|I’d heard great things about Portugal’s pedigree as a discovery nation while at school.When Simon Calder recommended Lisbon as the cheapest capital city in Europe, a trip had to happen.Like my most recent adventure in Bucharest, it was a budget project.|
|As we sit in Manchester waiting to fly out, I eat my Boots lunch deal (still the best value at airports).We arrive at Lisbon Portela Airport.It was one of the the biggest (and emptiest) airports I’ve ever landed in.|
|Wanderlust magazine did some research into travel mishaps like theft and turning an ankle.They found that when visiting a place for the first time, these things are 98% likely to happen in the firsts 24 hours.For this reason, we took a taxi rather than public transport from the airport.
Might not sound like “budget” thinking, but it usually costs more to put a mishap right, than it does to just avoid it.
On our way, we get to see the Aguas Livres Aqueduct (which means Aqueduct of the Free Waters), completed in the 1800’s.
|We arrive at our hotel, the VIP Berna. As we arrived, 2 other taxi’s arrive behind us, with people from our flight.My guess, they used the same tools as me, and found the cheapest flight/hotel combination.
I didn’t think of it at the time, but I should have gotten to know these people, they were kindred spirits.
The hotel was spotlessly clean and in a 70’s style, which gave it rather quaint feel (did I just write that !).
Didn’t take long to unpack, as we all brought carry on luggage. I decanted my possessions into a stuff sack (I would need my daysack empty for carrying around in the daytime).
I setup my phone charger, put my torch next to my bed, ate the Steak slice that Glenn bought me and headed downstairs.
|I get into one of those lifts, that you only seem to find on the continent.You’ll know the kind I mean, if you’ve ever been in one. As you stand in the lift, the wall along one side moves up or down, depending on which way your going.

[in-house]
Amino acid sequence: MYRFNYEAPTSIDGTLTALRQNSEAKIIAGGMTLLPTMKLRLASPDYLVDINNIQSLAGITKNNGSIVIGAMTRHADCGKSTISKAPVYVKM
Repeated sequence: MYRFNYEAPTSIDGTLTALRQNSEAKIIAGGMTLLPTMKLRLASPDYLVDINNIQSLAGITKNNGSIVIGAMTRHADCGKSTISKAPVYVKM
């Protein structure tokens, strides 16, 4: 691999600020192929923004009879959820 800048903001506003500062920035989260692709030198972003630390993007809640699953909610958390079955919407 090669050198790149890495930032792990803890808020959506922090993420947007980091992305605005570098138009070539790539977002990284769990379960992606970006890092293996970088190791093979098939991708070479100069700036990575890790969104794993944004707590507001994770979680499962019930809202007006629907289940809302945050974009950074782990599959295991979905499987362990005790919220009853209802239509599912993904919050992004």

I was horrified to see this warning sign showing what happens if you transport a wheely bin, and put it too near the wall !.
|A blessing was how cool the place was inside.Throughout the trip, baking heat was the norm, and this place was an oasis.The hotel had complimentary Wi Fi, which never seemed to work.On the plus side, had a friendly bar, and when we tipped the barmaid, she seemed genuinely delighted.The price of lager, is usually a good cost-of-living indicator in most countries.
Pints were about the same as Chester. We were in a European capital city so very good value indeed.
In the afternoon/evening, we stay local, get used to the environment and get something to eat.
|In the morning we head out to start exploring.Within just a few minutes I’m struggling to find our location (which is pretty unusual)standard practice in this situation, is the same as mountain navigation.You find a landmark on the ground, then locate it on your map (or guidebook).I realise what the problem is. The nearest landmark is the Bullring. Its listed in the guidebook as “further afield”, and isn’t listed on the central maps.
No problem. I work out its South towards the city and roughly where we’ll enter the centre.
Twenty minutes walk later. I’ve located our position on the map of Baixa and then cherry pick the sights we want to see.
|Heading for Rossio Square, we pass Rossio station.The station is a Romantic recreation of Neo-Manueline facade (that’s why it looks 16th century, but actually completed before the start of the 19th century)underneath the station is a 2.5 kilometre tunnel, one of the greatest feats Portugese engineering.I wanted to see it, as I like the idea of modern tech, hidden behind a traditional facade.|
|Rossio in Portugese, means roughly “commons” in English.After the earthquake of 1755, the city of Lisbon was expanded to lower areas bellow Lisbon Castle hill. The idea was to create an area for the common people.In the centre is the column of Pedro IV with fountains in front and behind it.Its the main meeting place in the city so everyone goes there.